The Cactus Channel are a ten-piece funk orchestra straight out of Princes Hill High School in Inner-City Melbourne. They play raw, loose and nasty funk, recorded straight to analogue tape. It’s just like the old days, they say, but sporting a badass teenage mustache. I spoke with guitarist Lewis Coleman.
Congratulations on being chosen as the FReeZA Artist of the Month. So How did The Cactus Channel become involved with FReeZA?
Cheers! We heard through either the school music department, or friends at school, about the FReeZA Battle of the Bands competition, and that there was a heat at the Sydney Road Town Hall for “Northern Metropolitanians” such as ourselves, so we applied, thinking it would be a bit of fun, and ended up winning that heat! Thus it began…
Your debut album, HAPTICS, has just been released. How does it feel to see your vision become a reality?
It’s pretty exciting! We’ve been gigging for around three years now and to finally release a body of work is rewarding, and relieving! It’s been playing repeatedly in our ears for possibly slightly too long, but it’ll be exciting to see the reactions of people who are listening to the recordings for the first time, or at least less times than us…
How long has it taken to put the album together?
A little over a year now – that’s why it’s so relieving to finally get it out there! We tracked everything for the album in July 2011 while we were finishing VCE, and from there it was lots of mixing, mastering, cover design, photo shoots, vinyl pressing, the lot. But it’s all just part of the process and it’s come out nicely, so we can’t complain!
Why should people come to see you perform live?
We’re not saying anyone should, but, hey, if you’re after a good time we can certainly accommodate your dancing feet! We like to think we’re a band that can get your knees back in action.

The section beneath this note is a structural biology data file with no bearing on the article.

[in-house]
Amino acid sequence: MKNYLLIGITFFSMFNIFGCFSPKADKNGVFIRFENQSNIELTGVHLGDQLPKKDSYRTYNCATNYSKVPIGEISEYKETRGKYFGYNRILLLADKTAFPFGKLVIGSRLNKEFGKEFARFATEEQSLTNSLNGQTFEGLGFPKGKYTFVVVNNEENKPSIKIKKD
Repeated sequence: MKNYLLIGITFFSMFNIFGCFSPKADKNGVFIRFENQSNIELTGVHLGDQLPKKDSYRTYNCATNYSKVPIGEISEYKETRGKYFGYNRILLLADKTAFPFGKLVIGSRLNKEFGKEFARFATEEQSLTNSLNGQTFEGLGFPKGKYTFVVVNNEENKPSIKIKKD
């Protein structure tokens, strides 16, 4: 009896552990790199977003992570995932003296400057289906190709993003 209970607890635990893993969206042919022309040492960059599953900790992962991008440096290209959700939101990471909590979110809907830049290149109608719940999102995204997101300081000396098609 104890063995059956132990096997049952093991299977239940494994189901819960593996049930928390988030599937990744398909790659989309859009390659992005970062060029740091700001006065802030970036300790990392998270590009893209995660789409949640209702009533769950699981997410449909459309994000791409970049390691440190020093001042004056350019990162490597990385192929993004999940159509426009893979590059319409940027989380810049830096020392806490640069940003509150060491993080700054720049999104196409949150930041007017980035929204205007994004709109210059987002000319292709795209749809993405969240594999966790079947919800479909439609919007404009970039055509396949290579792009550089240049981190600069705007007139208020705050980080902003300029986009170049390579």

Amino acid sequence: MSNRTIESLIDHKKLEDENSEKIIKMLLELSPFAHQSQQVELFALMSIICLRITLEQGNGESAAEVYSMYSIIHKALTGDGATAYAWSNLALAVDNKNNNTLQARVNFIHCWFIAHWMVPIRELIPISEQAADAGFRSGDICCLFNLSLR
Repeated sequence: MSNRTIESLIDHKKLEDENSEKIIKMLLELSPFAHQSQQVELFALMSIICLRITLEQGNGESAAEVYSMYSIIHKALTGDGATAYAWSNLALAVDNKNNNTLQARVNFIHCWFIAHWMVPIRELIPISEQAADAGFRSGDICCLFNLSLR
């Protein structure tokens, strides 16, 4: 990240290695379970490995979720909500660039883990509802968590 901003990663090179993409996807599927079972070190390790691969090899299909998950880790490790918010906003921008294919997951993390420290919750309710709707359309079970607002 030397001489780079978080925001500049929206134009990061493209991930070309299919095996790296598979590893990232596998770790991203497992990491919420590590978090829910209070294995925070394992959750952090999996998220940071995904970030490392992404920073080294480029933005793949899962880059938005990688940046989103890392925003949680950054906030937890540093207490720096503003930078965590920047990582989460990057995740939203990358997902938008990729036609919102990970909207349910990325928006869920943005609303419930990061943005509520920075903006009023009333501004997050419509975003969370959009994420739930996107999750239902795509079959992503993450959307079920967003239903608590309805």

How would you describe your sound to someone who has never heard you play?
Like ten slightly-too-overexcited teenagers in a room trying to play like the JBs or The Dap Kings. It’s raw and loose, but determined to please your knees.
Releasing two vinyl singles internationally while you were all still in school is an incredible feat. How did it feel to hear your songs recorded for the first time?
Thanks! It was quite funny – in fact it’s still funny – to hear any of our recordings on radio, or in places other than our homes or the studio. Without sounding overly clichéd it was obviously pretty exciting and fulfilling to finally hear that crackle of vinyl, and then our tune on the end of the needle…
You’ve been a band since high school. How have things changed for you musicwise since you’ve all graduated?
In a way it has been a little harder to plan around everyone’s work shifts, and different uni days/times, in order to organise all of us in the one place. But also we have had more time to focus on music than we did while doing VCE. Six of us are now studying music at the same university, so it really hasn’t been all that hard for most of us to do the band thing because it all ties in with what we are doing already! It’s nice to be out in the world experiencing more music this year and putting inspiration to practice more often.
With ten members, there must be plenty of opinions flying around. How do you all manage to get on so well and create music that you all love to play?
I think we’ve been able to manage ourselves pretty well over the years because everyone loves, and is enthusiastic about, being a part of the band in their own way. There are times when opinions and ideas will be flying around in all directions, but I think we still try to filter bits of everyone’s thoughts into what we create, or at least consider them. We’re all close friends, so really it’s quite easy to raise an idea, but having said that we’re not afraid to kick each other in line, and we do…
Where do you see Cactus Channel being in five years time?
A bunch of washed-up music hacks, ditching all our instruments to play ten MIDI synthesisers in an attempt to appeal to a new audience…
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